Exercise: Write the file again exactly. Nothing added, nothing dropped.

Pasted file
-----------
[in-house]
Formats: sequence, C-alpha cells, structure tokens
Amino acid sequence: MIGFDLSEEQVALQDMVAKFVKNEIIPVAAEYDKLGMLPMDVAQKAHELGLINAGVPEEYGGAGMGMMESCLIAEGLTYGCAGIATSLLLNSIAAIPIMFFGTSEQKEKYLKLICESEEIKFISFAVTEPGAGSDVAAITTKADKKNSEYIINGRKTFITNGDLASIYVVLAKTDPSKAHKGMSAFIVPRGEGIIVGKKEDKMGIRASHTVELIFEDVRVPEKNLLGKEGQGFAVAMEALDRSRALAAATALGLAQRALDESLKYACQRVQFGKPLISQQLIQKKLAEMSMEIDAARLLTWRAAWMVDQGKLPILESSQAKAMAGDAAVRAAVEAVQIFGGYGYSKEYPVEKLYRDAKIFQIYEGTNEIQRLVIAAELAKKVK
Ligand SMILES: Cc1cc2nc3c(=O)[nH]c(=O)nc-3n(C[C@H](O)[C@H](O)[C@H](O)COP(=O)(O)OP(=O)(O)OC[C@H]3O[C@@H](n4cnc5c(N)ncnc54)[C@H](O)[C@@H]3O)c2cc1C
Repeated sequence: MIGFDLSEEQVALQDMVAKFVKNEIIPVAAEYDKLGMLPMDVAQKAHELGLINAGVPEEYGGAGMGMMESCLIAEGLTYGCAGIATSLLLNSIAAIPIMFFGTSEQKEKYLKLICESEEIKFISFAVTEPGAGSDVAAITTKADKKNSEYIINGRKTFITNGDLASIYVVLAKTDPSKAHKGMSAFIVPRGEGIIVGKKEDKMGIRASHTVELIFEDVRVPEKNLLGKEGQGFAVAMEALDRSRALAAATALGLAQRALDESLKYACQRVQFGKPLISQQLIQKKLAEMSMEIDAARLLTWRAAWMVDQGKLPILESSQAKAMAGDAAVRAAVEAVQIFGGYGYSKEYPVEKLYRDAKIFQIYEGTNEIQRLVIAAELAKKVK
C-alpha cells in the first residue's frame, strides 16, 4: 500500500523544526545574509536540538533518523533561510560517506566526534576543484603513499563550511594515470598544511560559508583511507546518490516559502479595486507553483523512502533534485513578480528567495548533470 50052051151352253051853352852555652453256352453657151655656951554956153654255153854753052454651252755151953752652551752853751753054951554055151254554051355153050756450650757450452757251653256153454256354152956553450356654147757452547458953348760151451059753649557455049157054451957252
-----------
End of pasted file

[in-house]
Formats: sequence, C-alpha cells, structure tokens
Amino acid sequence: MIGFDLSEEQVALQDMVAKFVKNEIIPVAAEYDKLGMLPMDVAQKAHELGLINAGVPEEYGGAGMGMMESCLIAEGLTYGCAGIATSLLLNSIAAIPIMFFGTSEQKEKYLKLICESEEIKFISFAVTEPGAGSDVAAITTKADKKNSEYIINGRKTFITNGDLASIYVVLAKTDPSKAHKGMSAFIVPRGEGIIVGKKEDKMGIRASHTVELIFEDVRVPEKNLLGKEGQGFAVAMEALDRSRALAAATALGLAQRALDESLKYACQRVQFGKPLISQQLIQKKLAEMSMEIDAARLLTWRAAWMVDQGKLPILESSQAKAMAGDAAVRAAVEAVQIFGGYGYSKEYPVEKLYRDAKIFQIYEGTNEIQRLVIAAELAKKVK
Ligand SMILES: Cc1cc2nc3c(=O)[nH]c(=O)nc-3n(C[C@H](O)[C@H](O)[C@H](O)COP(=O)(O)OP(=O)(O)OC[C@H]3O[C@@H](n4cnc5c(N)ncnc54)[C@H](O)[C@@H]3O)c2cc1C
Repeated sequence: MIGFDLSEEQVALQDMVAKFVKNEIIPVAAEYDKLGMLPMDVAQKAHELGLINAGVPEEYGGAGMGMMESCLIAEGLTYGCAGIATSLLLNSIAAIPIMFFGTSEQKEKYLKLICESEEIKFISFAVTEPGAGSDVAAITTKADKKNSEYIINGRKTFITNGDLASIYVVLAKTDPSKAHKGMSAFIVPRGEGIIVGKKEDKMGIRASHTVELIFEDVRVPEKNLLGKEGQGFAVAMEALDRSRALAAATALGLAQRALDESLKYACQRVQFGKPLISQQLIQKKLAEMSMEIDAARLLTWRAAWMVDQGKLPILESSQAKAMAGDAAVRAAVEAVQIFGGYGYSKEYPVEKLYRDAKIFQIYEGTNEIQRLVIAAELAKKVK
C-alpha cells in the first residue's frame, strides 16, 4: 500500500523544526545574509536540538533518523533561510560517506566526534576543484603513499563550511594515470598544511560559508583511507546518490516559502479595486507553483523512502533534485513578480528567495548533470 50052051151352253051853352852555652453256352453657151655656951554956153654255153854753052454651252755151953752652551752853751753054951554055151254554051355153050756450650757450452757251653256153454256354152956553450356654147757452547458953348760151451059753649557455049157054451957252